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Corpse Mania

Image // Unrated // October 7, 2008
List Price: $19.99 [Buy now and save at Amazon]

Review by J. Doyle Wallis | posted October 15, 2008 | E-mail the Author
While, he didn't start that way, director Kuei Chih Hung became one of the Shaw Brother's resident loveable crackpots. His early career at the studio features a number of comedies and musicals, the early to mid 70's brought some more flair with some genre films like the Women In Prison classic Bamboo House of Dolls, but the end of his career in the late 70's and early 80's was spent almost exclusively on horror-exploitation grinders like the Hex Trilogy, Killer Snakes, Bewitched, and the all time, off the wall classic Boxer's Omen. 1981's aptly titled Corpse Mania found Kuei delving into the slasher film with a necrophilia twist.

Residents sniff something rotting in the house of their new, mysterious neighbor. The decaying body of a young woman is discovered and forensics uncovers that she was violated post mortem. The officer assigned to the case, Inspector Zhang, recalls a similar crime in a nearby province so he goes to investigate. The crime is similar to that of a man, Li, who fell in love with a sickly prostitute at Madam Lan's bordello. Li bought the girl from Madam Lan and was later committed after it was discovered that after she passed away he preserved his new bride's body and had his way with her. Li was released from the asylum and now it seems is running around finding new victims to kill and defile.

Corpse Mania is the Shaw Brothers equivalent to the Italian giallo. The influence of Bava, Argento, and the like is strong. You've got a masked, sunglasses wearing, black-gloved, butcher knife-sporting killer, the muddy investigation, the moody stalking, and a big ol' twist ending. That said, it is more straightforward, slasher b-horror and fans of the giallo shouldn't expect a top notch entry with a funky score, labyrinthine plotting, chiseled protagonist, and lots of model babes disrobing every fifteen to twenty minutes. If it was ranked within the giallo genre, Corpse Mania would be considered less Deep Red or Don't Torture a Duckling and a little more The Scorpion with Two Tails or (Lamberto Bava's) Delirium.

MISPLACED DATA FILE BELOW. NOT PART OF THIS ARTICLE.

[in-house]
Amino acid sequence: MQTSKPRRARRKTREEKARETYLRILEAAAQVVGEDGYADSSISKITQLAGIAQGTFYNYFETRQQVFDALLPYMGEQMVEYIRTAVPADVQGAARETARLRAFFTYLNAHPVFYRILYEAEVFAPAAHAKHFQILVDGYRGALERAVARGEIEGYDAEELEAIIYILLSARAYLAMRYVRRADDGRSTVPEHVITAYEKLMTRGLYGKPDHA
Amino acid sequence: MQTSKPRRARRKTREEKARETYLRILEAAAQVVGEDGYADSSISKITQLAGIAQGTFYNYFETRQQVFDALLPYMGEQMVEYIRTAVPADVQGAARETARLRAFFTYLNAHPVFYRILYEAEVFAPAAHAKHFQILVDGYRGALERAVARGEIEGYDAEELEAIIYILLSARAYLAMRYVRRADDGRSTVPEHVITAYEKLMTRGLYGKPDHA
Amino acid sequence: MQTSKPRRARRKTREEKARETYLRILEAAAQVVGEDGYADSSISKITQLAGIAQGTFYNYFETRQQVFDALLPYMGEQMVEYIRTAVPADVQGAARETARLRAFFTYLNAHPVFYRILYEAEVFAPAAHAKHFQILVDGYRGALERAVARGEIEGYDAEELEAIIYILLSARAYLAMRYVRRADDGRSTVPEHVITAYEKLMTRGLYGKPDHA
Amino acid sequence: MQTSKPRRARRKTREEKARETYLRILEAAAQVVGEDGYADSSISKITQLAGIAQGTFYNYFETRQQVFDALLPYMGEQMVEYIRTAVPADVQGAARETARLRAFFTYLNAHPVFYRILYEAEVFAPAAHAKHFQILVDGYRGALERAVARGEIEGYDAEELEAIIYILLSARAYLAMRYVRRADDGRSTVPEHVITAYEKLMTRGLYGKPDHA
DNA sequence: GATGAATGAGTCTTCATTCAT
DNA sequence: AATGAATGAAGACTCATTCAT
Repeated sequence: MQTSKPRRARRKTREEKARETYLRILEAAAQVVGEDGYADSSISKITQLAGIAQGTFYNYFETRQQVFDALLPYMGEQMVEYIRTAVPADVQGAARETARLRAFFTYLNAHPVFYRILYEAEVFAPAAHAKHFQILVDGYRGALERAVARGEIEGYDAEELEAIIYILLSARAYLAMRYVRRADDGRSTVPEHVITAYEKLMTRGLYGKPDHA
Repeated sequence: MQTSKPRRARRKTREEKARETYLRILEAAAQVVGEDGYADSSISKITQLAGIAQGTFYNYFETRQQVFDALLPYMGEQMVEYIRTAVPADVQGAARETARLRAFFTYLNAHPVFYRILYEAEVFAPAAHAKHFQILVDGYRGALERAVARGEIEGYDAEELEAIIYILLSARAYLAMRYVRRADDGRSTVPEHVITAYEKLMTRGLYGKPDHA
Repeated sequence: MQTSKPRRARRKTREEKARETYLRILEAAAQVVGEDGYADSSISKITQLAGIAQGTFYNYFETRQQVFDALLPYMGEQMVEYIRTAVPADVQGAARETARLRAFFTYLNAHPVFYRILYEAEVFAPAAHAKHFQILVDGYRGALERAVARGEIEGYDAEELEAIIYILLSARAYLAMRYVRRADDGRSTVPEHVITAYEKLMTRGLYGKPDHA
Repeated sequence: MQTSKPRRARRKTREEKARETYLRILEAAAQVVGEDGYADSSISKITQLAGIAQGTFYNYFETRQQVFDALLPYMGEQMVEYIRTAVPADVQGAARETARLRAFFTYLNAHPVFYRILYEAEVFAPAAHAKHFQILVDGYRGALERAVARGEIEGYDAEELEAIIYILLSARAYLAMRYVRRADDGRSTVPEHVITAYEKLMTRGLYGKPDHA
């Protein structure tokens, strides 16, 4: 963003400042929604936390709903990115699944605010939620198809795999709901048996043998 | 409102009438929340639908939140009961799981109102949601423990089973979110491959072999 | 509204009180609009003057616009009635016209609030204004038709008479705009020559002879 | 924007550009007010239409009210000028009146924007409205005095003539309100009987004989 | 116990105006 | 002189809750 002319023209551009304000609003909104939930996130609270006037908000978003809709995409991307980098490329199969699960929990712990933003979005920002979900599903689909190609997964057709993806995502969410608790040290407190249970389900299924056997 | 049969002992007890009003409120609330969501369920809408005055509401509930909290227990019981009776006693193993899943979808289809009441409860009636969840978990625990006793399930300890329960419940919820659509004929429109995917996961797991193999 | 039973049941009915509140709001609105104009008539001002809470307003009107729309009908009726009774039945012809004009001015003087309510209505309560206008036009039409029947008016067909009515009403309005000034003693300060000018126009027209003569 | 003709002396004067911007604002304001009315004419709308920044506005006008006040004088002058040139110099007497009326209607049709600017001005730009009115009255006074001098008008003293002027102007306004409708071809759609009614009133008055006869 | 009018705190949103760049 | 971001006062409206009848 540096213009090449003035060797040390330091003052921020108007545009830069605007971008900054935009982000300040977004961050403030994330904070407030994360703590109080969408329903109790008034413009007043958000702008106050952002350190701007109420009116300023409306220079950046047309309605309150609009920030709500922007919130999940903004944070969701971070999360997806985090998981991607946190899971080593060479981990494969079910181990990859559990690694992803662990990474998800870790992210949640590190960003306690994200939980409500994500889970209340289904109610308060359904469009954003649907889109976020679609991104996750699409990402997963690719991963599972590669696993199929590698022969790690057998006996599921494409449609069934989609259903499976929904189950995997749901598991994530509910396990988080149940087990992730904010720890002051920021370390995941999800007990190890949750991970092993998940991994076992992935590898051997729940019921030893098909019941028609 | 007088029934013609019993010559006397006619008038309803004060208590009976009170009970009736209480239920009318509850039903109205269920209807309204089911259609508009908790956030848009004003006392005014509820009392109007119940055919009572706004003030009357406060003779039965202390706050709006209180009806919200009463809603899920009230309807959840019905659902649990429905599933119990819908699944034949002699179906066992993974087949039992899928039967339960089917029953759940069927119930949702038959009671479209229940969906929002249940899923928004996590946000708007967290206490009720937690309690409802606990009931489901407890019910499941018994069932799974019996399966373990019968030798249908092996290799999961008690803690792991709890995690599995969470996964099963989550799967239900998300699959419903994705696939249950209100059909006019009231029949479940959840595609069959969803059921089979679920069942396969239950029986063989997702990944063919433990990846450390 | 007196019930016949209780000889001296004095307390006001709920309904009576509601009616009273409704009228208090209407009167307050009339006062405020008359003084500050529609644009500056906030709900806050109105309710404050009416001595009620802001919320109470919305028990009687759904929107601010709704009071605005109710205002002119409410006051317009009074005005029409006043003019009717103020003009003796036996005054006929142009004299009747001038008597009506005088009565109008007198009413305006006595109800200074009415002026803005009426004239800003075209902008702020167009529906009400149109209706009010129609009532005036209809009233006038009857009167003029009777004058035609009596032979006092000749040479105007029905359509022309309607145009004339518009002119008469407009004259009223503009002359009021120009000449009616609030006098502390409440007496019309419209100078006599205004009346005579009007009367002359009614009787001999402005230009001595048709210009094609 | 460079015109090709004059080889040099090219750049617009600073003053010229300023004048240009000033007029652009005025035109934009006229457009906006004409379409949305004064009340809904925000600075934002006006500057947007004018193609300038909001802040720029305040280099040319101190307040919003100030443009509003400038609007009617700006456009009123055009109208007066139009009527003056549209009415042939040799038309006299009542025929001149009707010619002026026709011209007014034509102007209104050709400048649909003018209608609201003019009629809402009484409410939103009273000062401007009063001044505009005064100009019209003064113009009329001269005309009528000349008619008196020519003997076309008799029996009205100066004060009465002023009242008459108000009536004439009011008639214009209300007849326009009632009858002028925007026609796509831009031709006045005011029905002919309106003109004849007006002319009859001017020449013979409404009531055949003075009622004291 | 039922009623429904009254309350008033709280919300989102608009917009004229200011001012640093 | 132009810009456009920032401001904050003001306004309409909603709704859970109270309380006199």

Corpse Mania has a few lagging points in the script and technically was a quickie number on the lower (probably lowest) budget end of the Shaw studios output. There are certainly far, far better Shaw horror films, but I found it fun enough and there were enough good attributes to warrant a horror fans attention. While some might see it as a minus, I actually, in an almost guilty way, liked the stone-faced, Average Joe, understated appeal of lead actor Wang Jung. Usually a third tier Shaw player, as Inspector Zhang he almost has the "I'm really not trying", anti-charisma of a guy like Jack Webb. As far as the horror scenes, the necrophilia is effective, appropriately creepy and squeamish and the blade-flashing killings have a good amount of gusto.

The DVD: Image.

Picture: The film is presented in Anamorphic Widescreen. The image here is decent. First, bear in mind it isn't a lavishly budgeted film. The print is in okay shape, relatively clean, but lacking finer details because it is quite soft and gauzy. Technically the transfer suffers from some ghosting issues that will be especially apparent the more in tune/high end your system.

Sound: The sole audio track is the original Cantonese mono with English and Spanish language subtitle options. Well, it is a limited, serviceable score, and the mix is low key. Scoring especially, I found to be completely forgettable. Subs appeared well-timed/translated and go the extra mile via translating text.

Extras: The only extras are a gallery of trailers for more Shaw Brothers titles. Unfortunately these trailers are the mundane Celestial remix trailers and not the original theatrical trailers.

Conclusion: Corpse Mania was a VCD only release in HK and thankfully this exploitation-horror number gets better treatment stateside with a DVD release. Likewise the promo trailer gallery on the DVD features Lost Souls another grim Shaw that was VCD only in HK that Image plans on DVD releasing stateside.

If you are a Shaw/HK horror fanatic, I would say the film is weak but worth a purchase. Yes, the lack of extras is disappointing but, as I said above, we're at least getting a DVD release-period. Casual horror fans, on the other hand, will want to check it out as a rental first and then consider a purchase.

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